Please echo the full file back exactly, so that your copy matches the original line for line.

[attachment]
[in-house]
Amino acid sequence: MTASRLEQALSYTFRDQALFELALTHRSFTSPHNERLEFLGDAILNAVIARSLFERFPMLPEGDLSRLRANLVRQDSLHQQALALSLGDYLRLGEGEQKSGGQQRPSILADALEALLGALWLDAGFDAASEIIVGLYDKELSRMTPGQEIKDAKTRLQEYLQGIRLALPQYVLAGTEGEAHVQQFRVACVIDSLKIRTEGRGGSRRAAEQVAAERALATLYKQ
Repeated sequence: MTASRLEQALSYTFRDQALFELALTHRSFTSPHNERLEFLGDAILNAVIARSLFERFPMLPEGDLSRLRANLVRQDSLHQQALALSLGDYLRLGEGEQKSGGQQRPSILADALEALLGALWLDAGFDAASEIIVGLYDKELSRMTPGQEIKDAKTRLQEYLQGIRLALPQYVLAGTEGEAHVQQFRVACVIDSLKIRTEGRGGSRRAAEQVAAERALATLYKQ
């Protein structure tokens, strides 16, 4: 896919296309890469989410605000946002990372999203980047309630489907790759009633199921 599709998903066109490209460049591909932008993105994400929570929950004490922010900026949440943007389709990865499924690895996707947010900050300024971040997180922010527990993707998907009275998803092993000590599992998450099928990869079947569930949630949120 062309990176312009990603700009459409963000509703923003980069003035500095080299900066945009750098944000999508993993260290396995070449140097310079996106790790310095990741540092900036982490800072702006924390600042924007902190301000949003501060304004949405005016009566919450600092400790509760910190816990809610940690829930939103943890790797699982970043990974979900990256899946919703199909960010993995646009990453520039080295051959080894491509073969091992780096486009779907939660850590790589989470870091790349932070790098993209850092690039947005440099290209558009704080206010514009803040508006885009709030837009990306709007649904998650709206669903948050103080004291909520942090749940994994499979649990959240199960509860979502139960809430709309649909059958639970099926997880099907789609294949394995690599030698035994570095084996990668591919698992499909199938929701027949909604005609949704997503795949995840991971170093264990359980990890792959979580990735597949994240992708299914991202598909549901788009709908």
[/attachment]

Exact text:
[in-house]
Amino acid sequence: MTASRLEQALSYTFRDQALFELALTHRSFTSPHNERLEFLGDAILNAVIARSLFERFPMLPEGDLSRLRANLVRQDSLHQQALALSLGDYLRLGEGEQKSGGQQRPSILADALEALLGALWLDAGFDAASEIIVGLYDKELSRMTPGQEIKDAKTRLQEYLQGIRLALPQYVLAGTEGEAHVQQFRVACVIDSLKIRTEGRGGSRRAAEQVAAERALATLYKQ
Repeated sequence: MTASRLEQALSYTFRDQALFELALTHRSFTSPHNERLEFLGDAILNAVIARSLFERFPMLPEGDLSRLRANLVRQDSLHQQALALSLGDYLRLGEGEQKSGGQQRPSILADALEALLGALWLDAGFDAASEIIVGLYDKELSRMTPGQEIKDAKTRLQEYLQGIRLALPQYVLAGTEGEAHVQQFRVACVIDSLKIRTEGRGGSRRAAEQVAAERALATLYKQ
């Protein structure tokens, strides 16, 4: 896919296309890469989410605000946002990372999203980047309630489907790759009633199921 599709998903066109490209460049591909932008993105994400929570929950004490922010900026949440943007389709990865499924690895996707947010900050300024971040997180922010527990993707998907009275998803092993000590599992998450099928990869079947569930949630949120 062309990176312009990603700009459409963000509703923003980069003035500095080299900066945009750098944000999508993993260290396995070449140097310079996106790790310095990741540092900036982490800072702006924390600042924007902190301000949003501060304004949405005016009566919450600092400790509760910190816990809610940690829930939103943890790797699982970043990974979900990256899946919703199909960010993995646009990453520039080295051959080894491509073969091992780096486009779907939660850590790589989470870091790349932070790098993209850092690039947005440099290209558009704080206010514009803040508006885009709030837009990306709007649904998650709206669903948050103080004291909520942090749940994994499979649990959240199960509860979502139960809430709309649909059958639970099926997880099907789609294949394995690599030698035994570095084996990668591919698992499909199938929701027949909604005609949704997503795949995840991971170093264990359980990890792959979580990735597949994240992708299914991202598909549901788009709908």